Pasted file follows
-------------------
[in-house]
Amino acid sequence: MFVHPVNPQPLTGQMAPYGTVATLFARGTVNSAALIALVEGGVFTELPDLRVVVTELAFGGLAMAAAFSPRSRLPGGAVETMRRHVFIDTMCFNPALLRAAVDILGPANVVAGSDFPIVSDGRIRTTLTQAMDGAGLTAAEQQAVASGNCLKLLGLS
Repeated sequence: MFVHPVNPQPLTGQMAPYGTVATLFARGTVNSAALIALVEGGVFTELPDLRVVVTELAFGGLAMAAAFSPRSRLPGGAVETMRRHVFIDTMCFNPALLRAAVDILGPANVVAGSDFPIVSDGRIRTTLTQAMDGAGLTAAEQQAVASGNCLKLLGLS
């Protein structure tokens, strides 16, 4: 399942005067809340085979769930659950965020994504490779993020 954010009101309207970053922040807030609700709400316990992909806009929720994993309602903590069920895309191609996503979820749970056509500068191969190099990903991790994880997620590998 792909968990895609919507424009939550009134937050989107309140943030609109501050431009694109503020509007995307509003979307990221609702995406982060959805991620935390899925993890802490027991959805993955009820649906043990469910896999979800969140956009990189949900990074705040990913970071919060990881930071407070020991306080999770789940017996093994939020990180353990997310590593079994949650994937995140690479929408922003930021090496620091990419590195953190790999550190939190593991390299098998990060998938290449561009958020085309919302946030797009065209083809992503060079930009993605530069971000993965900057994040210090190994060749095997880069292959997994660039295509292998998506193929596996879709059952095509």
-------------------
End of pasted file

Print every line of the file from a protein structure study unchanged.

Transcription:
[in-house]
Amino acid sequence: MFVHPVNPQPLTGQMAPYGTVATLFARGTVNSAALIALVEGGVFTELPDLRVVVTELAFGGLAMAAAFSPRSRLPGGAVETMRRHVFIDTMCFNPALLRAAVDILGPANVVAGSDFPIVSDGRIRTTLTQAMDGAGLTAAEQQAVASGNCLKLLGLS
Repeated sequence: MFVHPVNPQPLTGQMAPYGTVATLFARGTVNSAALIALVEGGVFTELPDLRVVVTELAFGGLAMAAAFSPRSRLPGGAVETMRRHVFIDTMCFNPALLRAAVDILGPANVVAGSDFPIVSDGRIRTTLTQAMDGAGLTAAEQQAVASGNCLKLLGLS
């Protein structure tokens, strides 16, 4: 399942005067809340085979769930659950965020994504490779993020 954010009101309207970053922040807030609700709400316990992909806009929720994993309602903590069920895309191609996503979820749970056509500068191969190099990903991790994880997620590998 792909968990895609919507424009939550009134937050989107309140943030609109501050431009694109503020509007995307509003979307990221609702995406982060959805991620935390899925993890802490027991959805993955009820649906043990469910896999979800969140956009990189949900990074705040990913970071919060990881930071407070020991306080999770789940017996093994939020990180353990997310590593079994949650994937995140690479929408922003930021090496620091990419590195953190790999550190939190593991390299098998990060998938290449561009958020085309919302946030797009065209083809992503060079930009993605530069971000993965900057994040210090190994060749095997880069292959997994660039295509292998998506193929596996879709059952095509």